Rapport as a Center of Teacher-Student Relationships
In my life, I had the opportunity to work in several different jobs. I use to work as a physical education teacher, swimming coach for kids, fitness instructor, supplement salesman, and many other roles. In all those jobs and also in personal relationships establishing and building rapport was from the critical importance, and being an English language teacher and establishing rapport with the students is no different.
Why Rapport is Important?
The answer is simple. If someone likes us, respects us and trusts us they are more likely to be motivated to do what we are asking them to do. In teaching English that would mean that they will be motivated to come to our class, they will feel comfortable with us as their teachers, they will pay more attention in class and all that will contribute to the effectiveness of our teaching. Also, it enhances students' receptivity to what is being taught and elevates overall enjoyment of the course.
Also read: How long does a TEFL course take?
Ways to Establish Rapport
Now the question is: “How to establish and build rapport”? Well, from my experience and things I have learned from different books courses and self-study in the past, some techniques and tips can help in building rapport. Most of these things come naturally or at least I think it should come naturally to a good teacher, coach, salesman or any person that deals with other people in any way.
The first thing, in my opinion, is ALWAYS SMILE. The reason for that is simple… no one is more comfortable to listen to someone with a grumpy face and to be scared and intimidated then to listen to someone who seems friendly and has a genuine smile.
The second thing could be to learn students’ names. This will show that we as teachers care about every individual and that we know who they are.
Also read: The Many Roles of the Teacher in the ESL Classroom
Third, always arriving at class early and staying late. This way we could chat with our students. For adult students this shows that are true professionals, and for kids to “high five” all of them or make some special handshake just for them would be cool.
Fourth, it is ok to crack an appropriate joke now and then and to have a sense of humor. This way students will be more relaxed and more likely to ask a question if they need something.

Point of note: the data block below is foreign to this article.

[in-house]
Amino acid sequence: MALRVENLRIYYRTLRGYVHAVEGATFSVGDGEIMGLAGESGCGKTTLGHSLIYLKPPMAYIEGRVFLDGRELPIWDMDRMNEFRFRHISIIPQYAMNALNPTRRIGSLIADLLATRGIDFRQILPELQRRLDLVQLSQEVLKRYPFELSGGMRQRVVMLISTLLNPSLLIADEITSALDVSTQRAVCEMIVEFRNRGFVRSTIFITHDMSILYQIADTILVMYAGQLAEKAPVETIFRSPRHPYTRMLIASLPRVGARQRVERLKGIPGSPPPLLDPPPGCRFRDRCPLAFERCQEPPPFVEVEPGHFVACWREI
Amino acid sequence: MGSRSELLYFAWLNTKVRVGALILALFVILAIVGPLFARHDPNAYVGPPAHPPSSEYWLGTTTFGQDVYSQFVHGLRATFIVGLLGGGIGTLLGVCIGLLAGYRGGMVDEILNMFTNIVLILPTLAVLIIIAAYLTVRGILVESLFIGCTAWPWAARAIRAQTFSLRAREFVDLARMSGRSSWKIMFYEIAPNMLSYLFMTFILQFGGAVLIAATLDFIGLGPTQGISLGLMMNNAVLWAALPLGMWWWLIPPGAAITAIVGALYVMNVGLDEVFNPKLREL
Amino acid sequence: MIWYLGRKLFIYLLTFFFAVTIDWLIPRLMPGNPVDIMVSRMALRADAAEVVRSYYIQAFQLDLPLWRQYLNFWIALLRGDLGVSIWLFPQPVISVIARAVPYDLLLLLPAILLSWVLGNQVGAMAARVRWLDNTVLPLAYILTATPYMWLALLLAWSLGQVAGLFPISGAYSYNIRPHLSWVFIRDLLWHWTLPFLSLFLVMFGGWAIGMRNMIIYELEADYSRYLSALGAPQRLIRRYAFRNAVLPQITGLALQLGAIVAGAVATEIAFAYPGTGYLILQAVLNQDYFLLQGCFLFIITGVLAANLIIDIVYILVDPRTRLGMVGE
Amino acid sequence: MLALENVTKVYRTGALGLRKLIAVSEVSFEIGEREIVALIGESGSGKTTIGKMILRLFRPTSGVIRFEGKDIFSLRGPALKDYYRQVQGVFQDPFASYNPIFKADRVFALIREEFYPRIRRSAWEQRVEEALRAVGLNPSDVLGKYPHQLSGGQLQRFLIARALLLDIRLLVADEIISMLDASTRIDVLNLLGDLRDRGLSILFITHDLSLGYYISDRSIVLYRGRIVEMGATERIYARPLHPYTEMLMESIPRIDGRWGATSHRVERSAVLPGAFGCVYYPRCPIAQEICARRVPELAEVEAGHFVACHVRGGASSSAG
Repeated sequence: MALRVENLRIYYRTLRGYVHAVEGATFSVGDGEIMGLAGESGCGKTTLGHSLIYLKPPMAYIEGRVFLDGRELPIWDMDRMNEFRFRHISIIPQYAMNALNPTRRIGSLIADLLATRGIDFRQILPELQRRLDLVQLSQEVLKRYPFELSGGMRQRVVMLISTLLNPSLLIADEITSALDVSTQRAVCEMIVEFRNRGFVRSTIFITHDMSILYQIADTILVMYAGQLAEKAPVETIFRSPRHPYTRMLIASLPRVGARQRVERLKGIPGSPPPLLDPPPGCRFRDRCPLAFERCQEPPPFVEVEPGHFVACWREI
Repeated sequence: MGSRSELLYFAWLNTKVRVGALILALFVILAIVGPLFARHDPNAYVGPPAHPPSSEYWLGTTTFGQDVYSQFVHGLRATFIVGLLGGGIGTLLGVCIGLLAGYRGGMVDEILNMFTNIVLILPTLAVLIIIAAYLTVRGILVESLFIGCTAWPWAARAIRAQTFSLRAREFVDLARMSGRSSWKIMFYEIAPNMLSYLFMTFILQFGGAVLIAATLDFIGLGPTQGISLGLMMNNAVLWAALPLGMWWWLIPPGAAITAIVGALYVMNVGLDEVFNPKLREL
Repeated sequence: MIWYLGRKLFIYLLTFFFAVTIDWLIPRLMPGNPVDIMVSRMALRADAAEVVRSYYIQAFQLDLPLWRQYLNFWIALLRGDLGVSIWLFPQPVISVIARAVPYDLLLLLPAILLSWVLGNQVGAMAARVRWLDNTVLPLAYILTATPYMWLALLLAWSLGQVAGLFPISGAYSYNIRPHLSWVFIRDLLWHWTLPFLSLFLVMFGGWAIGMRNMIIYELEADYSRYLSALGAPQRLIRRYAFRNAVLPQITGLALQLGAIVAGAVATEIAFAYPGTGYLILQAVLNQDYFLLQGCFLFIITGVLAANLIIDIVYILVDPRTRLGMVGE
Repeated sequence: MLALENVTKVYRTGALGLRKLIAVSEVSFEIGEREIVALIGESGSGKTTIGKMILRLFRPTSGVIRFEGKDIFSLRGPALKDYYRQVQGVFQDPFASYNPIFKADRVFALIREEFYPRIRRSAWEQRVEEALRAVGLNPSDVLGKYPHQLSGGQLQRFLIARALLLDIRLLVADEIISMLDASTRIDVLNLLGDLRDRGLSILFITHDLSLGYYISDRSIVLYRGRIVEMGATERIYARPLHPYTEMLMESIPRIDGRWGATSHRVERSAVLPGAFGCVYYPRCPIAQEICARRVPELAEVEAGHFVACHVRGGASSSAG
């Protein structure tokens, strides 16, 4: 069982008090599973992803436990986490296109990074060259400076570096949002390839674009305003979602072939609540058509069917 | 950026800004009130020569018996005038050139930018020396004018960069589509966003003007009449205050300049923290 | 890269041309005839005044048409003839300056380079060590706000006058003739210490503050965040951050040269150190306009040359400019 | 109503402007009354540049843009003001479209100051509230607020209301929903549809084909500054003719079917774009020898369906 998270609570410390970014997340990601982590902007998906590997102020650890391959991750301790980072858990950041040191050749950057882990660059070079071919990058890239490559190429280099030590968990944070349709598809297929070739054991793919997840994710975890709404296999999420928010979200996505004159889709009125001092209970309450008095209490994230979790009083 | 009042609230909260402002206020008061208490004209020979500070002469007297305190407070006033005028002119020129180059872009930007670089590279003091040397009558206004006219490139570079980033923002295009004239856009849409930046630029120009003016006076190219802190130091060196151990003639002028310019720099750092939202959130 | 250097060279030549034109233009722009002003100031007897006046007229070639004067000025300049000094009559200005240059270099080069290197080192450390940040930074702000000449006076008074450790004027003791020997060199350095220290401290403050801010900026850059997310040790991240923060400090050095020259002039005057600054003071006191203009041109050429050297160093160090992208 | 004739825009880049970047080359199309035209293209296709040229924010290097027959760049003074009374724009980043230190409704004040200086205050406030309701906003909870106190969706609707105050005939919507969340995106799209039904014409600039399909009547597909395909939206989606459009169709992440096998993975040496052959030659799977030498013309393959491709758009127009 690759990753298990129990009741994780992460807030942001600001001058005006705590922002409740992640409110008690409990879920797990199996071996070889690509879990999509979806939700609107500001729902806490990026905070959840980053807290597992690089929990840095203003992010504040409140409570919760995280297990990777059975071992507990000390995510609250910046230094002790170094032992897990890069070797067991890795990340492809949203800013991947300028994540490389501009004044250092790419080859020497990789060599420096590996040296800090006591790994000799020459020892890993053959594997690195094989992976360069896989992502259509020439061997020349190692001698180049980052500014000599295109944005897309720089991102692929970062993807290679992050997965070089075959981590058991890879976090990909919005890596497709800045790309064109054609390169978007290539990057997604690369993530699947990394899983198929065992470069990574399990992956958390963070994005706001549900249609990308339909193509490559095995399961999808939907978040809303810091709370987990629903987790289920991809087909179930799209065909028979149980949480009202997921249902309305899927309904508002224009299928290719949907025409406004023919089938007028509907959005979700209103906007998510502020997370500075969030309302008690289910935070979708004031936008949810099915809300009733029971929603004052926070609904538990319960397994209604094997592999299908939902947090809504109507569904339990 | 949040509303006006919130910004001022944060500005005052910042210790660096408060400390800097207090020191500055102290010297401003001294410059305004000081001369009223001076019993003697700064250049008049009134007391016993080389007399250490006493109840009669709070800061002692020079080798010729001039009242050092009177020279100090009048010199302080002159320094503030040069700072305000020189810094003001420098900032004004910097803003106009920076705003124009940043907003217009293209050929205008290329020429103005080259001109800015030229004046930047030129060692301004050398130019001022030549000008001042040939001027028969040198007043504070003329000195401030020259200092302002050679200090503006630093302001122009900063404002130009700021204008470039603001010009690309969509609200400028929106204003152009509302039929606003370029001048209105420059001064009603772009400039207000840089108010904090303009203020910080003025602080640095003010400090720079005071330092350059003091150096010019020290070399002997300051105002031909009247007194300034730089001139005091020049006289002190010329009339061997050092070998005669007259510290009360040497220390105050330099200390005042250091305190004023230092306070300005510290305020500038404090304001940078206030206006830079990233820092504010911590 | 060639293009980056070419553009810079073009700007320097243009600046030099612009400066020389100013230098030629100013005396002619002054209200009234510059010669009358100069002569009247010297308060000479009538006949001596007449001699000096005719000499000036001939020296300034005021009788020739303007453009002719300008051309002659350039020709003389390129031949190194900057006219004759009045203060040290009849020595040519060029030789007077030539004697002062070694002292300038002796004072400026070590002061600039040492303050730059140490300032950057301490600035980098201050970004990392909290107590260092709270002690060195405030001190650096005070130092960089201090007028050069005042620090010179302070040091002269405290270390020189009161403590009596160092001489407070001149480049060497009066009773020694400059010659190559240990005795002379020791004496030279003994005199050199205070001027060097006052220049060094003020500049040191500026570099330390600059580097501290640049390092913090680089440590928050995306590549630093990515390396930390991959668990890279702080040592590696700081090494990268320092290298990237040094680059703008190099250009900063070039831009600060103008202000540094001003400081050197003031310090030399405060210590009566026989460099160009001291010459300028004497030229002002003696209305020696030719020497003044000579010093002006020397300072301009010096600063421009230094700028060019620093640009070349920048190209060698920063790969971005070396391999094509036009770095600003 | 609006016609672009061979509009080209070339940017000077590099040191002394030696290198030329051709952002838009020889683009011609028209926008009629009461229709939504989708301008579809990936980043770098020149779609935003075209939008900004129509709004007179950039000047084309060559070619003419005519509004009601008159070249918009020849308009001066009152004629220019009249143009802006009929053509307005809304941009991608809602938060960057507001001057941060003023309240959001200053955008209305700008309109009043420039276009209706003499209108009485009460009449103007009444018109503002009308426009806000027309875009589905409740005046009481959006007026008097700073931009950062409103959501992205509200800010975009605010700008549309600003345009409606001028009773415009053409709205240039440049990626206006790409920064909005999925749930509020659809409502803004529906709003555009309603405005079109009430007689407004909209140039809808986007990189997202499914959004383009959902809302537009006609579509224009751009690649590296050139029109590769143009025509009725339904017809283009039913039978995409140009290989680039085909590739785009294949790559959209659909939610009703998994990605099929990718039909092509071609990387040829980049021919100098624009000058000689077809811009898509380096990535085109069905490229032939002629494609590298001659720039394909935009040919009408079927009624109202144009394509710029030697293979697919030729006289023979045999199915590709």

These are just a few examples of how to build rapport, but there is much more. Making eye contact, showing passion and enthusiasm for your teaching job, reward student comments and questions with verbal praise, learn something about our students' interests, hobbies, and aspirations are also some examples of how to build rapport.
I don’t know is this against some school policies, but if not; in my opinion, a very good idea would be to create and open online social networks like a Facebook group that could be used as a forum for teachers and students. This will create better rapport in class and also students could communicate in written form with each other and they would work on their reading and writing skills “without knowing”. Building rapport is all about the development of a positive relationship between the teacher and the students. Good rapport with students can make a big difference.
Do you want to teach English abroad? Take a TEFL course today!
Apply now & get certified to teach english abroad!
Speak with an ITTT advisor today to put together your personal plan for teaching English abroad!
Send us an email or call us toll-free at 1-800-490-0531 to speak with an ITTT advisor today.
- 8 Important Tips For Good Classroom Management
- 10 Tips When Teaching English as a Foreign Language to Children
- The Most Useful Corrections Techniques in the EFL Classroom
- 7 Steps to Paying Off Your Student Loans While Teaching English Abroad
- 5 Reasons Why Teaching Abroad is Better Than Studying Abroad
- The Best Countries for Single Women to Teach English Abroad